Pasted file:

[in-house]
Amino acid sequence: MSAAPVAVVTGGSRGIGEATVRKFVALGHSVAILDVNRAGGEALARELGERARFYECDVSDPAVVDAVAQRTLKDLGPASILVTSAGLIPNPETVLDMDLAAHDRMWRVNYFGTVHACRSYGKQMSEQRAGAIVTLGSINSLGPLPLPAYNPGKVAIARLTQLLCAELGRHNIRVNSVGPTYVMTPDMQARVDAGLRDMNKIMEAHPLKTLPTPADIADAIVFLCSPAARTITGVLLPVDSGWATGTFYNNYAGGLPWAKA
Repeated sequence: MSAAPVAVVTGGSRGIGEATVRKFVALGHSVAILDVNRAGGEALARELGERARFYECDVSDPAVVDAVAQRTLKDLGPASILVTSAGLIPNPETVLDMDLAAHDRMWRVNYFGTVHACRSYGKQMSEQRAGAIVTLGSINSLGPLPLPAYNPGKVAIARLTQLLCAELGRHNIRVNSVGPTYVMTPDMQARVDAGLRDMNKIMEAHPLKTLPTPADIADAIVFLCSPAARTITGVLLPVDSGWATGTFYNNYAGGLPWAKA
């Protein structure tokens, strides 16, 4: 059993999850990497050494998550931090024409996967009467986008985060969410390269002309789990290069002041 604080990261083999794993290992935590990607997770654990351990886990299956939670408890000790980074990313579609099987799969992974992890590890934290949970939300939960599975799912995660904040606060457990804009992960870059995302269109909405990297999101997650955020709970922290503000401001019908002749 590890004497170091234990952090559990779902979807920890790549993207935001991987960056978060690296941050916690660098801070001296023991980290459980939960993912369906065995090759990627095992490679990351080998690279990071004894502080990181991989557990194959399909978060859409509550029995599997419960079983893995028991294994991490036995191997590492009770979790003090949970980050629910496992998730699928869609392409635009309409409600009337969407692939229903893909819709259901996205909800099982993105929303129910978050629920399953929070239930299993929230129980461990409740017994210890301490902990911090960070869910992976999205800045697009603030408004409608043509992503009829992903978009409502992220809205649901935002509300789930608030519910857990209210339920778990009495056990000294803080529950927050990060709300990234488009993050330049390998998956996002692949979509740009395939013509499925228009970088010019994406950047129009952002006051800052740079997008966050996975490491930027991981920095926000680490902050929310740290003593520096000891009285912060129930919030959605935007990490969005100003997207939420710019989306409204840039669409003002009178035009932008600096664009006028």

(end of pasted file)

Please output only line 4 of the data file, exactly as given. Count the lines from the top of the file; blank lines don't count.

């Protein structure tokens, strides 16, 4: 059993999850990497050494998550931090024409996967009467986008985060969410390269002309789990290069002041 604080990261083999794993290992935590990607997770654990351990886990299956939670408890000790980074990313579609099987799969992974992890590890934290949970939300939960599975799912995660904040606060457990804009992960870059995302269109909405990297999101997650955020709970922290503000401001019908002749 590890004497170091234990952090559990779902979807920890790549993207935001991987960056978060690296941050916690660098801070001296023991980290459980939960993912369906065995090759990627095992490679990351080998690279990071004894502080990181991989557990194959399909978060859409509550029995599997419960079983893995028991294994991490036995191997590492009770979790003090949970980050629910496992998730699928869609392409635009309409409600009337969407692939229903893909819709259901996205909800099982993105929303129910978050629920399953929070239930299993929230129980461990409740017994210890301490902990911090960070869910992976999205800045697009603030408004409608043509992503009829992903978009409502992220809205649901935002509300789930608030519910857990209210339920778990009495056990000294803080529950927050990060709300990234488009993050330049390998998956996002692949979509740009395939013509499925228009970088010019994406950047129009952002006051800052740079997008966050996975490491930027991981920095926000680490902050929310740290003593520096000891009285912060129930919030959605935007990490969005100003997207939420710019989306409204840039669409003002009178035009932008600096664009006028």